GEOGRAPHIC LOCATIONS
BIBLIOGRAPHIC SOURCES
SOURCE
DATE
PAGE
Daily Variety
26 Mar 1962.
---
Hollywood Reporter
21 Jan 1962.
---
Hollywood Reporter
5 Feb 1962.
---
Hollywood Reporter
26 Mar 1962.
---
Los Angeles Times
27 Feb 1963.
---
Los Angeles Times
3 Jul 1963.
---
Newsweek
23 Jul 1962.
---
CAST
PRODUCTION CREDITS
NAME
PARENT COMPANY
PRODUCTION COMPANY
DISTRIBUTION COMPANY
NAME
CREDITED AS
CREDIT
PRODUCERS
Prod
Pers supervisor
PHOTOGRAPHY
Dir of photog
2nd unit photog
Cam op
ART DIRECTOR
FILM EDITOR
SET DECORATOR
SOUND
VISUAL EFFECTS
Spec eff
MAKEUP
Makeup
PRODUCTION MISC
Scr supv
Dial dir
Stills
Gaffer
Prop
SOURCES
LITERARY
Based on the book PT 109, John F. Kennedy in World War II by Robert J. Donovan (New York, 1961).
DETAILS
Alternate Title:
P T Boat 109
Release Date:
1963
Premiere Information:
Boston opening: 19 June 1963
Los Angeles opening: 2 July 1963
Production Date:
mid July 1962 in Key West, FL
Copyright Claimant:
Warner Bros. Pictures
Copyright Date:
27 January 1963
Copyright Number:
LP29447
Physical Properties:
Sound
Color
Technicolor
Widescreen/ratio
Panavision
Duration(in mins):
140
Country:
United States
Language:
English
SYNOPSIS

In the early days of World War II, Lieut. (j.g.) John F. Kennedy arrives in the Solomon Islands to assume command of the battle-scarred PT 109. After making hasty repairs, he and his crew are sent to rescue a Marine patrol trapped on Choiseul. Though the mission is successful, the boat runs out of fuel and has to be towed back to base. Then, on the morning of August 2, 1943, while attempting to prevent the Japanese from landing troops at Vila, PT 109, having no radar equipment, is rammed and split in two by an enemy destroyer. Two of the men are killed, and Kennedy decides the only chance he and the other survivors have is to swim to a nearby island. One of the men is too badly burned to swim, and Kennedy tows him through the water. All efforts to make their location known fail until Kennedy writes a message on a coconut, which friendly natives take to nearby Rendova. They return with a canoe, hide Kennedy under palm fronds, and deliver him to an Australian coastwatcher. After directing the rescue of his men, Kennedy learns he is eligible for transfer home; instead, he elects to assume command of another PT ... +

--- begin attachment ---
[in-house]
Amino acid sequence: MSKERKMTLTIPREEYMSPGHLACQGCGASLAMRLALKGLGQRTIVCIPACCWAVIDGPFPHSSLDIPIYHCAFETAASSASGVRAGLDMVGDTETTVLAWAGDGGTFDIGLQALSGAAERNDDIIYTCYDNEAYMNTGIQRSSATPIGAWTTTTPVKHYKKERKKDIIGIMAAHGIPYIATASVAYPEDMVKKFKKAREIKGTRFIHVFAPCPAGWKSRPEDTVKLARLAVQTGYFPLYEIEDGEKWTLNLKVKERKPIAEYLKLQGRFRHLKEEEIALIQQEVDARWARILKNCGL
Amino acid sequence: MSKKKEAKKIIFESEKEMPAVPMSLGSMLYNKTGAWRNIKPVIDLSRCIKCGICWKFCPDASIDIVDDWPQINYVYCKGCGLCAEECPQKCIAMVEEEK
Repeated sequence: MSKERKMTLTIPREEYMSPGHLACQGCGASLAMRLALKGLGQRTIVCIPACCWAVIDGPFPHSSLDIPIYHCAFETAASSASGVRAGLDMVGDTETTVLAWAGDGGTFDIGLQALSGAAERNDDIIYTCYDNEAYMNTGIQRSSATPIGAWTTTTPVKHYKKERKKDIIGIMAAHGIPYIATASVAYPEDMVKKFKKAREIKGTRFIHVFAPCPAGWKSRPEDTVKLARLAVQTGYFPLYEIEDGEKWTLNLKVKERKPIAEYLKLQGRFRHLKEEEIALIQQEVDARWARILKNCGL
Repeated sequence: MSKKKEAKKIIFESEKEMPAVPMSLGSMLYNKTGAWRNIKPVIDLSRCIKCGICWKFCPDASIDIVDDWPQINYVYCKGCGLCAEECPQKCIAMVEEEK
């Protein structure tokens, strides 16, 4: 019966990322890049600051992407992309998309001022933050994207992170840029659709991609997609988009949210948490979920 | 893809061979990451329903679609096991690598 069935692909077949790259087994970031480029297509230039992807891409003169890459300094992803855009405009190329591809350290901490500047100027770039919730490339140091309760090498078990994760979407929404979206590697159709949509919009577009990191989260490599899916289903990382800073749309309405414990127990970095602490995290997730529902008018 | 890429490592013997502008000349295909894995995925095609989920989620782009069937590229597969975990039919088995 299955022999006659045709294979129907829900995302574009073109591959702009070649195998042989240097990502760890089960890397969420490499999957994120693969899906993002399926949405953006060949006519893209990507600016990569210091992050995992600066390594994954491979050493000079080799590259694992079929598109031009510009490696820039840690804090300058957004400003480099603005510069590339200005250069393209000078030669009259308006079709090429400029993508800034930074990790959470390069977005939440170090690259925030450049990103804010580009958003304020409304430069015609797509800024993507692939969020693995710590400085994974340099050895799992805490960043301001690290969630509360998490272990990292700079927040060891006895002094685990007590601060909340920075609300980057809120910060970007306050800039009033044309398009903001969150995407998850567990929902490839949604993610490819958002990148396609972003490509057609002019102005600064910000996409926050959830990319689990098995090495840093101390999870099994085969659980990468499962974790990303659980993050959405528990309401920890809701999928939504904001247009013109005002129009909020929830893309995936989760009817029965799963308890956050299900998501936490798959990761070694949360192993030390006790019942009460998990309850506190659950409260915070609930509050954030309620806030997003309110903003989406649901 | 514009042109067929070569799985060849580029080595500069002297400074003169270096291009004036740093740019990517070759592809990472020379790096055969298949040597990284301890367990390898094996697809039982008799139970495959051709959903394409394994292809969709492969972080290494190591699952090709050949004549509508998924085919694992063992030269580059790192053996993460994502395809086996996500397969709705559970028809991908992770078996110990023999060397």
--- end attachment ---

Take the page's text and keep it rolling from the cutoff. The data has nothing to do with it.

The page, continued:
In the early days of World War II, Lieut. (j.g.) John F. Kennedy arrives in the Solomon Islands to assume command of the battle-scarred PT 109. After making hasty repairs, he and his crew are sent to rescue a Marine patrol trapped on Choiseul. Though the mission is successful, the boat runs out of fuel and has to be towed back to base. Then, on the morning of August 2, 1943, while attempting to prevent the Japanese from landing troops at Vila, PT 109, having no radar equipment, is rammed and split in two by an enemy destroyer. Two of the men are killed, and Kennedy decides the only chance he and the other survivors have is to swim to a nearby island. One of the men is too badly burned to swim, and Kennedy tows him through the water. All efforts to make their location known fail until Kennedy writes a message on a coconut, which friendly natives take to nearby Rendova. They return with a canoe, hide Kennedy under palm fronds, and deliver him to an Australian coastwatcher. After directing the rescue of his men, Kennedy learns he is eligible for transfer home; instead, he elects to assume command of another PT boat. +

Legend
Viewed by AFI
Partially Viewed
Offscreen Credit
Name Occurs Before Title
AFI Life Achievement Award